What I Like About You by Marisa Kanter
Publication Date: June 16, 2015
Source: ARC via Netgalley
Can a love triangle have only two people in it? Online, it can… but in the real world, it’s more complicated. In this debut novel Marisa Kanter explores what happens when internet friends turn into IRL crushes.
There are a million things that Halle Levitt likes about her online best friend, Nash.
He’s an incredibly talented graphic novelist. He loves books almost as much as she does. And she never has to deal with the awkwardness of seeing him in real life. They can talk about anything…
Except who she really is.
Because online, Halle isn’t Halle—she’s Kels, the enigmatically cool creator of One True Pastry, a YA book blog that pairs epic custom cupcakes with covers and reviews. Kels has everything Halle doesn’t: friends, a growing platform, tons of confidence, and Nash.
That is, until Halle arrives to spend senior year in Gramps’s small town and finds herself face-to-face with real, human, not-behind-a-screen Nash. Nash, who is somehow everywhere she goes—in her classes, at the bakery, even at synagogue.
Nash who has no idea she’s actually Kels.
If Halle tells him who she is, it will ruin the non-awkward magic of their digital friendship. Not telling him though, means it can never be anything more. Because while she starts to fall for Nash as Halle…he’s in love with Kels.
There were a few reasons that I needed to read What I Like About You. First of all, online friends to lovers is my kryptonite. Second, the guy on the cover looks like my fiance and the girl kind of looks like me. Third, this book is basically about me and my fiance. I thought I was about to read the novelization of us. Or, at least, a super cute contemporary along the lines of Alex, Approximately.
I got neither of these things, really. I got a book of unnecessary drama with some cute parts.
I think first I want to talk about the blogging aspect, since that’s arguably the biggest plot point in this book. Halle runs a super popular book blog called One True Pastry, in which she reviews books, leads discussions, and bakes cupcakes that are reminiscent of book covers. It was so great to see a discussion of all the work that goes into blogging, because I think that’s something that people don’t necessarily realize until they decide they want to give blogging a try. This hobby is time-consuming, and I’m happy that Kanter brought some attention to that.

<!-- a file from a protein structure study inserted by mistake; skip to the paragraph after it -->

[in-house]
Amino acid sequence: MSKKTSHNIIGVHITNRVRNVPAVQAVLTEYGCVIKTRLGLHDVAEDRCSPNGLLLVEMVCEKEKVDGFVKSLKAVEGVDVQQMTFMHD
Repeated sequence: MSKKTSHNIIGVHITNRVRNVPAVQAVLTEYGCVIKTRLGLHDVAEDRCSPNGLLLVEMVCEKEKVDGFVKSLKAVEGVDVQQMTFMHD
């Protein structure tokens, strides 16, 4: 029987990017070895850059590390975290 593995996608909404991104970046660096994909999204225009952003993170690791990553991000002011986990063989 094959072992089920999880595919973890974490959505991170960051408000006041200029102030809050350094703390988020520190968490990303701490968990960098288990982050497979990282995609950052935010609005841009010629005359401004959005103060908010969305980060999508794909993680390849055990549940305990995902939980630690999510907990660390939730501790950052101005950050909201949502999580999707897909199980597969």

The thing that I question about the blogging aspect, though, is whether non-bloggers will care. There’s a lot of talk of ARCs, cover reveals, and emails from publicists, and while I’ll agree that it sounds cool, I would have had no idea what this was before I started my blog, and even less of an idea when I was in the target demographic of this book. I think it’ll be interesting to see how this book does with the general public once it’s released since, obviously, early reviews are going to come from people who are highly familiar with these things.
The second thing I want to talk about is the romance itself. Nash and Kels were cute. Nash and Halle, not so much. It’s confusing because Kels and Halle are the same person, and yet Halle seems hell-bent on Nash not finding that out. She’s unnecessarily rude to Nash and rude to her other friends because she’s so paranoid that he’ll find out who she really is, and I just didn’t understand. I mean, I get anxiety. I understand worrying about everything. But he’s your best friend. If you can’t trust your best friend, who can you trust? I think Halle’s brother Ollie says it best when he tells her, “You’re literally both sides of this love triangle. You win. But you’re like, determined to sabotage yourself.” I honestly think that this book would have been a thousand times better without this aspect.
The last thing I want to say is that if you’re an adult reader of YA, prepare yourself. There is a lot of commentary in this book about how YA is not for adults, and it even goes so far as to insinuate that adults just flat-out shouldn’t read YA. Now, I understand that I am not the target audience for YA anymore. I’m in my late 20s and while I enjoy reading YA, there are definitely some plots and themes that don’t work for me anymore. YA isn’t written with me in mind, and I totally understand that. Does that mean that I just shouldn’t read YA? Am I doomed to read genres I dislike because I’m an adult? I don’t think so. I think people should read what they enjoy.
So, all of that said, this book was more of a miss than a hit for me. I was expecting a cute contemporary reminiscent of my own relationship and got a weird combination of lying and misplaced disdain at adult readers of YA. I’m more than a little disappointed, but I hope that this book will do well.
Have you read What I Like About You? Have you read any good books about online friends turning into real-life couples?
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